On-Site Magazine

Construction on $3.7B Turcot interchange in Montreal draws to close after six years

October 20, 2020   David Kennedy

Highways 15, 20 and 720 converge at the Turcot interchange in Montreal. PHOTO: Quebec Ministère des Transports

The reconstruction of a complex stack interchange that has been among the largest infrastructure jobs in Quebec over the past several years has entered its final stretch.

Earlier this week, the Quebec Ministère des Transports announced the final major component of the $3.67 billion Turcot interchange project opened to traffic after approximately six years of construction.

The interchange is a key highway junction on the south end of the Island of Montreal, where highways 15, 20 and 720 converge. Just north of the Lachine Canal, the interchange was initially built in the 1960s and required replacement. Major work got underway in 2015, with the KPH Turcot consortium — made up of Kiewit Corp., Parsons Canada Ltd., CRH Canada Group Inc. and WSP Canada Inc. — taking on the bulk of the work under a design-build contract.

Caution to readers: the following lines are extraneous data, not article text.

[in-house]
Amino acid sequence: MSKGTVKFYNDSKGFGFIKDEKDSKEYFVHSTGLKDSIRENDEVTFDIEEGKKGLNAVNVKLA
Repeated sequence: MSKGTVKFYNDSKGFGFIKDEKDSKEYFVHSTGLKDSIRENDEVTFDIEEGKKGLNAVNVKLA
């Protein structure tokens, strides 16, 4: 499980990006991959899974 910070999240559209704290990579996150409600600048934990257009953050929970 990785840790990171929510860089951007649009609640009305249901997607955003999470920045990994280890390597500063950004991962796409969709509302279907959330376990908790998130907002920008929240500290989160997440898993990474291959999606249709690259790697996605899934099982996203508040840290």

At peak, more than 1,000 workers took part in the complex demolition and reconstruction project, which has also been a significant source of frustration for the 300,000 or so Montreal commuters and other drivers who travel through the interchange each day.


The nearly six years of rebuilding is designed to keep traffic running smoothly through the three-stack interchange for decades.

Construction on the interchange’s main components is now compete, with minor work such as landscaping expected to wrap up next spring. PHOTO: Quebec Ministère des Transports

Construction covered 56 separate structures, 145 kilometres of roadway and 21 kilometres of rail. In all, the Ministère des Transports noted, the project required 45 million cubic metres of fill, 4,567 separate steel beams and millions of cubic metres of asphalt and concrete.

The opening of Pullman Boulevard Oct. 19 puts construction crews near the finish line. Several final elements, such as landscaping, remain to be capped off until next spring.